Lynda Benglis, ‘Lagniappe I’, 1978, Rago/Wright
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Lynda Benglis

Lagniappe I, 1978

Cast pigmented paper, polypropylene
47 × 20 1/2 × 5 1/4 in
119.4 × 52.1 × 13.3 cm
Edition 9/26
Bidding closed
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About the work
Exhibition history
Provenance
RW
Rago/Wright

From the edition of 26 unique works published by Paula Cooper Gallery, New York. Sold with original …

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Signed , dated and numbered to verso 'Lynda Benglis 9/26 78'
Lynda Benglis
American, b. 1941
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Lynda Benglis moved to New York at the apex of Minimalism in the 1960s. Using brightly colored polyurethane foam and incorporating wide-ranging influences, such as Abstract Expressionism, Process Art, Minimalism, Feminist art, geological forms, and ceremonial totems, Benglis developed her instantly recognizable sculptural language of undulating, oozing biomorphic forms. Along with other feminist artists, she challenged the cool, rationalist premise of the male-dominated Minimalist movement, refusing to accept limitations, whether political or aesthetic. In addition to sculpture, Benglis works in video and photography, and has used media interventions (such as a well known ad placed in Artforum in 1974, showing the artist nude with a dildo between her legs) to explore notions of power and gender relations.

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Lynda Benglis, ‘Lagniappe I’, 1978, Rago/Wright
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Save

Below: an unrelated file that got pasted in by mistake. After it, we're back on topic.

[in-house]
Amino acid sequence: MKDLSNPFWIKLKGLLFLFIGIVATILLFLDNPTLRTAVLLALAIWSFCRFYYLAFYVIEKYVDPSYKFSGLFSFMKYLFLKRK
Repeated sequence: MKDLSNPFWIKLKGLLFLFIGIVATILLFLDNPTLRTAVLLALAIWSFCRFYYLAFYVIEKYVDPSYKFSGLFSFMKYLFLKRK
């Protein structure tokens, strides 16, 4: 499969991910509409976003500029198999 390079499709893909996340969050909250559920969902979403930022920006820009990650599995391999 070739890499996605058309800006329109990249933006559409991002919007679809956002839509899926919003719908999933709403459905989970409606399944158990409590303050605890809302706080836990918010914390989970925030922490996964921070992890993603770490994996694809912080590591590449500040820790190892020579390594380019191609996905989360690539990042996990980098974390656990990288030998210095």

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Share
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About the work
Exhibition history
Provenance
RW
Rago/Wright

From the edition of 26 unique works published by Paula Cooper Gallery, New York. Sold with original invoice from Paula Cooper Gallery, New York.

Medium
Signature
Signed , dated and numbered to verso 'Lynda Benglis 9/26 78'
Lynda Benglis
American, b. 1941
Follow

Lynda Benglis moved to New York at the apex of Minimalism in the 1960s. Using brightly colored polyurethane foam and incorporating wide-ranging influences, such as Abstract Expressionism, Process Art, Minimalism, Feminist art, geological forms, and ceremonial totems, Benglis developed her instantly recognizable sculptural language of undulating, oozing biomorphic forms. Along with other feminist artists, she challenged the cool, rationalist premise of the male-dominated Minimalist movement, refusing to accept limitations, whether political or aesthetic. In addition to sculpture, Benglis works in video and photography, and has used media interventions (such as a well known ad placed in Artforum in 1974, showing the artist nude with a dildo between her legs) to explore notions of power and gender relations.

Lynda Benglis

Lagniappe I, 1978

Cast pigmented paper, polypropylene
47 × 20 1/2 × 5 1/4 in
119.4 × 52.1 × 13.3 cm
Edition 9/26
Bidding closed
Want to sell a work by this artist? Consign with Artsy.
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Feminist Art